Where Are They Now? Rosey

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November 13, 2012

Coming from one of the most legendary families in sports-entertainment, Matt Anoa’i had the drive and determination to find success in the ring. That same passion that once brought the Superstar known as Rosey to the World Tag Team Titles in WWE has carried over into his life outside the squared circle, as he prepares to open up a Samoan barbecue restaurant in Cincinnati. (CLASSIC PHOTOS | CURRENT VIDEOS | VIDEO PLAYLIST)

Rosey is up for the challenges of running a restaurant, though it’s beyond anything he’s ever learned in the ring. It’s a new venture for the Anoa’i family that made its name in the squared circle through three generations of WWE Superstars.

The son of one half of the legendary Wild Samoans, WWE Hall of Famer Sika, Anoa’i has been around the ring since birth. That carried positives and negatives for the second-generation grappler.

“Growing up around the wrestling industry was kind of frustrating because I always had to move,” the former Rosey told WWE Classics. “It was hard to make friends, but it was exciting and fun because I got to be with my dad and get out to shows with him. It was a life experience versus something you just did. We traveled, and my dad was my hero.”

But the family bonds didn’t stop with Sika. Rosey’s father and his uncle, Afa, had a large family, which grew to include several second- and third-generation Superstars. Many of them grew up play-fighting around in the family’s squared circle with each other.

“I’d always get in the ring when I was a kid with my other cousins,” Anoa’i said, going through a list of his cousins, comprised of WWE Hall of Famer Yokozuna, Rikishi, Headshrinker Samu and The Tonga Kid (aka Tama of The Islanders).  

Though he was surrounded by professional wrestling throughout his childhood, Anoa’i had another passion in his youth: football. Gifted with great size, the Samoan took his love of the gridiron as far as he could, earning a scholarship to the University of Hawaii. A professional career wasn’t in the cards for him, however, leaving him wondering what his next step in life would be.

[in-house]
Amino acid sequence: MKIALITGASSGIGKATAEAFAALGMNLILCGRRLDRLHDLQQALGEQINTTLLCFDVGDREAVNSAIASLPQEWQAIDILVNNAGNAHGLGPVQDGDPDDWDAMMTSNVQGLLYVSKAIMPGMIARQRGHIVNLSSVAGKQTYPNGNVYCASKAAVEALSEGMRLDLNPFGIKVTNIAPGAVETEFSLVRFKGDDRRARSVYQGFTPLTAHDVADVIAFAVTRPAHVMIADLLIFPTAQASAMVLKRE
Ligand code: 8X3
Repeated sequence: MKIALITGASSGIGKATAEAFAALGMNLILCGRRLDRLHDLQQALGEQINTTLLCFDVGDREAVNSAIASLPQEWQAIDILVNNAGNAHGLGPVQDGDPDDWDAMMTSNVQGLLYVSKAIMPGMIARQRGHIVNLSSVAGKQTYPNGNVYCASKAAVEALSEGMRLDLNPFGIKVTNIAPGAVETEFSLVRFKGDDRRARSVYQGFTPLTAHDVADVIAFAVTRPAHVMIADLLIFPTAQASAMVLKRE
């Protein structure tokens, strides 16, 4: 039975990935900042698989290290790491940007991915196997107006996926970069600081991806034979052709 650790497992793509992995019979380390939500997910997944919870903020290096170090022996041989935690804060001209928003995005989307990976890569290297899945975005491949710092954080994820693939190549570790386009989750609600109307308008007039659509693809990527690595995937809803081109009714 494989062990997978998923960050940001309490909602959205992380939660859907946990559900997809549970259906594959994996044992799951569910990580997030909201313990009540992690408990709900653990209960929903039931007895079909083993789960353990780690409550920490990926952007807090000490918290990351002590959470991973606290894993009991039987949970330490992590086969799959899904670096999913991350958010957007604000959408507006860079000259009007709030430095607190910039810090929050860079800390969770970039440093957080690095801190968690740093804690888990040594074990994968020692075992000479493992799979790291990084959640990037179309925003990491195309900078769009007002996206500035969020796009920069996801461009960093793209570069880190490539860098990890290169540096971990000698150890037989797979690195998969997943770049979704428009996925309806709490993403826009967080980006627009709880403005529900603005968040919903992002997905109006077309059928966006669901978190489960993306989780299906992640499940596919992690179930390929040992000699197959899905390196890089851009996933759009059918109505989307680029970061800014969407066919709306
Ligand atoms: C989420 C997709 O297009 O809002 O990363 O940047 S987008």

“I didn’t want to stop doing something athletic or something that challenged my mind,” Anoa’i explained.

He found the answer while living in New Orleans’ French Quarter, working as a bouncer in a bar on Bourbon Street.

“I sat there one night and was looking at the bartender,” the second-generation Superstar said. “He was probably in his 60s. It just dawned on me that I needed to get out of this town and pursue a career. Wrestling became the glove that fit.”

Luckily, Matt didn’t have to search far to find an “in” to the wrestling business. It was as simple as picking up the phone.

“As soon as I made the decision [to become a wrestler], I called my dad, who was living in Pensacola, Fla., and said, ‘Come on over to New Orleans, let’s train me to wrestle,’ ” Anoa’i said.

Within two days, Sika had made the trek from Florida to Louisiana, with a wrestling ring in tow, prepared to train his son as only his family could.

“We set [the ring] up in the backyard and did what The Wild Samoans do,” he said of his father’s training approach. “We train in the backyard and get it done. That was my workout, every morning from six until eight or nine in the morning, getting in the ring with my dad and waking the neighbors up with all the bumping around.”

When he was ready for competition, the 24-year-old Anoa’i took to the squared circle in independent promotions around The Big Easy, coming across future Superstars like Viscera, who he quickly formed a friendship with.

After touring through Puerto Rico and the Northeastern United States, Matt soon joined forces with his cousin Samu, briefly joining the WWE roster before heading to The Land of Extreme. As The Samoan Gangsta Party, the second-generation Samoans engaged in wild brawls with the likes of New Jack and Mustafa Saed.

Shortly after The Samoan Gangsta Party was over, Anoa’i tagged up with another cousin, with whom he would find unparalleled success. Longtime members of the WWE Universe will remember the late Superstar as Jamal or Umaga, but to Matt Anoa’i, he’ll always be “Eki.”

“I always knew he was hungry,” Matt said of his cousin’s passion for wrestling. “We formed a tag team and went out, we were getting good responses to the way we moved in the ring and people liked it.”

The two massive cousins were adept at using their size to muscle opponents around the ring with ease. But the Samoan pair surprised many with their agility. Matt crushed opponents with a devastating leg drop, while Eki came off the top rope with a shocking splash that left opponents breathless.

Matt and his cousin quickly made waves in wrestling. The pair earned a spot on the roster of the FMW promotion in Japan. Their success around the country and overseas put them on WWE’s radar and earned the second-generation stars a tryout match. They impressed WWE officials and earned contracts with the company. Because of the heated nature of the business during the Monday Night War, then–talent relations head Jim Ross asked the Samoan cousins to give WWE the right to make the first offer.

For Matt and Eki, there were no other options.

“I let Jim know that my family’s been WWE since I was born. In my mind, there was no other company.”

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